Ad claims parents who give kids meat are child abusers

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A PROVOCATIVE billboard which suggests feeding children meat is child abuse has been erected by an animal rights group in the Capital.

&#149 The animal rights group says Edinburgh was the 'natural choice' for its hard-hitting advertising campaign

The controversial hoarding, funded by People for the Ethical Treatment of Animals (PETA), went on display in Granton yesterday and declares in bold lettering: "Feeding kids meat is child abuse. Fight the fat. Go veg." Illustrating the slogan is an image of a fat cheeked, child about to take a bite out of a burger.

Sited at Crewe North Road near Forthview Primary School, the 20ft by 10ft ad has already provoked outrage from some who claim the message is inflammatory and trivialises the issue of child abuse.

&#149 Is PETA justified in comparing feeding meat to children to child abuse? Vote here

Ward councillor Steve Cardownie said: "I have every sympathy for the plight of animals and recognise the impact of obesity in Edinburgh but this is the wrong way to go about getting your point across.

"To imply that any parent who buys their child a McDonald's or gives them a hamburger for tea is a child abuser is just plain wrong and this will serve to turn off the very people they are trying to influence.

"Child abuse is a very serious matter and this trivialises it. Any parent seeing this will not rally to them, but rather will be rebuffed by these sentiments. It's offensive and I think it will backfire on them."

But PETA argues it is trying to alert residents to the city's "ballooning childhood obesity problem" and point to NHS figures showing around one in ten pupils at Edinburgh primary schools are considered clinically obese. Abi Izzard, PETA's special projects co-ordinator, said Edinburgh has a "big problem" with obesity and so was the "natural choice" for the ad.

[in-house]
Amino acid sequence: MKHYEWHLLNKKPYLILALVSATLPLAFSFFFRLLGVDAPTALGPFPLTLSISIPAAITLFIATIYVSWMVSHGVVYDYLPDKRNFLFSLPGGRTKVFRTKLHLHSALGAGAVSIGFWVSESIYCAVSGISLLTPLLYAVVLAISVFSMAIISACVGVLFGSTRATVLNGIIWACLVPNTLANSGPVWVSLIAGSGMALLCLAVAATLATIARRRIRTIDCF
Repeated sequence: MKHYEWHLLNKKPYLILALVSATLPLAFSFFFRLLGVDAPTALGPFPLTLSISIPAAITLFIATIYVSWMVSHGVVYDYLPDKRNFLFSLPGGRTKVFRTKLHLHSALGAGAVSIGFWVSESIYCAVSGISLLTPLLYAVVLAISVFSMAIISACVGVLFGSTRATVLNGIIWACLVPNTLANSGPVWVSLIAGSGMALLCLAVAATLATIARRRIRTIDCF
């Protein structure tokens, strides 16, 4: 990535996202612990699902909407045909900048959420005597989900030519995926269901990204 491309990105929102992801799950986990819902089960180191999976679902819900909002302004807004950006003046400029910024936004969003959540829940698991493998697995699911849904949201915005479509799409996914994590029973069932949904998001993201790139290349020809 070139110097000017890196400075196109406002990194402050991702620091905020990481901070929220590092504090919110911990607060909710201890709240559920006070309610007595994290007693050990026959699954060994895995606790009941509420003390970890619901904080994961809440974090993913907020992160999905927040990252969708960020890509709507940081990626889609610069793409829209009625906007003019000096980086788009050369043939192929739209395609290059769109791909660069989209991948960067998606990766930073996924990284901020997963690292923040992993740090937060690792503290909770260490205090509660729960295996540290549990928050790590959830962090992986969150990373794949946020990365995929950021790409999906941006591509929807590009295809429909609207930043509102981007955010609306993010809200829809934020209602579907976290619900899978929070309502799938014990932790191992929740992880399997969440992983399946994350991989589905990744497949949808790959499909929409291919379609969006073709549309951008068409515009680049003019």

"The potential for damage from a meat-heavy diet is like a ticking time-bomb in kids," she said. "In addition to causing immeasurable suffering to millions of animals, getting kids addicted to chicken, beef and other types of meat condemns an entire generation to a future of health problems. (The ad helps] to inform parents that it is not just fizzy drinks and crisps they need to worry about."

The billboard, which PETA says was approved by the Advertising Standards Authority in 2007, will be removed after a fortnight and no plans have been made to erect any similar advertising boards in future.

Durham and Coventry have both played host to PETA's billboard in the past, but this is the first time Scotland has been targeted by the ad campaign.

Asked how she expects city residents to react and whether the message trivialises genuine child abuse, Ms Izzard said: "We expect that people will take notice of the billboard and, along with it, the perils of feeding meat to children."Overwhelming scientific evidence has linked eating meat, eggs and dairy to obesity as well as heart disease, cancer and diabetes.

"Parents who want to help their children achieve a healthy weight should forget about the greasy sausages and burgers and provide their children vegetarian meals. Every generation is getting fatter and developing obesity-related diseases much sooner, and it's largely due to diets loaded with animal fat."